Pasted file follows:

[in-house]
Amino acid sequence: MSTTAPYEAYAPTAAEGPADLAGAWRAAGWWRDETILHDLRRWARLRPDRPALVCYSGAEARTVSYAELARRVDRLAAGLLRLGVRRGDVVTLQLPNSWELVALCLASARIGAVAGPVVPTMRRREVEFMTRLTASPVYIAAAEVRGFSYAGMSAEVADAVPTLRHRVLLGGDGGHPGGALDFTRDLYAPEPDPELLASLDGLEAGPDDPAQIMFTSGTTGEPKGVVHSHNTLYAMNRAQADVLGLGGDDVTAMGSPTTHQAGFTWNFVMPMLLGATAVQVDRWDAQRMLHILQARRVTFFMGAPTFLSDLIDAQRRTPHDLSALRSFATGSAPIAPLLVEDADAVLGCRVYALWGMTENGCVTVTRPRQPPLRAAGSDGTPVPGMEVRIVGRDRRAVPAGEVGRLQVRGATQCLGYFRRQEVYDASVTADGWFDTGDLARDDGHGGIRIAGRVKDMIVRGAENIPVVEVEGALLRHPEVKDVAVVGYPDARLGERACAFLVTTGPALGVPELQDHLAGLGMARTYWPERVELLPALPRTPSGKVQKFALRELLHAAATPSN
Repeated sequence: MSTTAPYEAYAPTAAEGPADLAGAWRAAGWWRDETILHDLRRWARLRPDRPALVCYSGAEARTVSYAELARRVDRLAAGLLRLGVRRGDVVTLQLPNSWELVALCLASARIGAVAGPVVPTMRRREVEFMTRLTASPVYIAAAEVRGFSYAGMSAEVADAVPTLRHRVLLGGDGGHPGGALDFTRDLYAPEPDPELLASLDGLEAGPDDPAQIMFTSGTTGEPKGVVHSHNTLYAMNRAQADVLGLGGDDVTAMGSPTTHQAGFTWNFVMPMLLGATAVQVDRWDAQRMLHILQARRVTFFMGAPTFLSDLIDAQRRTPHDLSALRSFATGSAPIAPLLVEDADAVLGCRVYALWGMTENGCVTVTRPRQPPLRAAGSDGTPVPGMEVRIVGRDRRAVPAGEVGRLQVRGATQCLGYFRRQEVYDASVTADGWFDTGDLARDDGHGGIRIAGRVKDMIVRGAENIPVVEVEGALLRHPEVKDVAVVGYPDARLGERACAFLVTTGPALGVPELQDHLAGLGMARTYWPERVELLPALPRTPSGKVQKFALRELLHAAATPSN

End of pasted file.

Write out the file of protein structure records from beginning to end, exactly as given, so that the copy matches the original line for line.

[in-house]
Amino acid sequence: MSTTAPYEAYAPTAAEGPADLAGAWRAAGWWRDETILHDLRRWARLRPDRPALVCYSGAEARTVSYAELARRVDRLAAGLLRLGVRRGDVVTLQLPNSWELVALCLASARIGAVAGPVVPTMRRREVEFMTRLTASPVYIAAAEVRGFSYAGMSAEVADAVPTLRHRVLLGGDGGHPGGALDFTRDLYAPEPDPELLASLDGLEAGPDDPAQIMFTSGTTGEPKGVVHSHNTLYAMNRAQADVLGLGGDDVTAMGSPTTHQAGFTWNFVMPMLLGATAVQVDRWDAQRMLHILQARRVTFFMGAPTFLSDLIDAQRRTPHDLSALRSFATGSAPIAPLLVEDADAVLGCRVYALWGMTENGCVTVTRPRQPPLRAAGSDGTPVPGMEVRIVGRDRRAVPAGEVGRLQVRGATQCLGYFRRQEVYDASVTADGWFDTGDLARDDGHGGIRIAGRVKDMIVRGAENIPVVEVEGALLRHPEVKDVAVVGYPDARLGERACAFLVTTGPALGVPELQDHLAGLGMARTYWPERVELLPALPRTPSGKVQKFALRELLHAAATPSN
Repeated sequence: MSTTAPYEAYAPTAAEGPADLAGAWRAAGWWRDETILHDLRRWARLRPDRPALVCYSGAEARTVSYAELARRVDRLAAGLLRLGVRRGDVVTLQLPNSWELVALCLASARIGAVAGPVVPTMRRREVEFMTRLTASPVYIAAAEVRGFSYAGMSAEVADAVPTLRHRVLLGGDGGHPGGALDFTRDLYAPEPDPELLASLDGLEAGPDDPAQIMFTSGTTGEPKGVVHSHNTLYAMNRAQADVLGLGGDDVTAMGSPTTHQAGFTWNFVMPMLLGATAVQVDRWDAQRMLHILQARRVTFFMGAPTFLSDLIDAQRRTPHDLSALRSFATGSAPIAPLLVEDADAVLGCRVYALWGMTENGCVTVTRPRQPPLRAAGSDGTPVPGMEVRIVGRDRRAVPAGEVGRLQVRGATQCLGYFRRQEVYDASVTADGWFDTGDLARDDGHGGIRIAGRVKDMIVRGAENIPVVEVEGALLRHPEVKDVAVVGYPDARLGERACAFLVTTGPALGVPELQDHLAGLGMARTYWPERVELLPALPRTPSGKVQKFALRELLHAAATPSN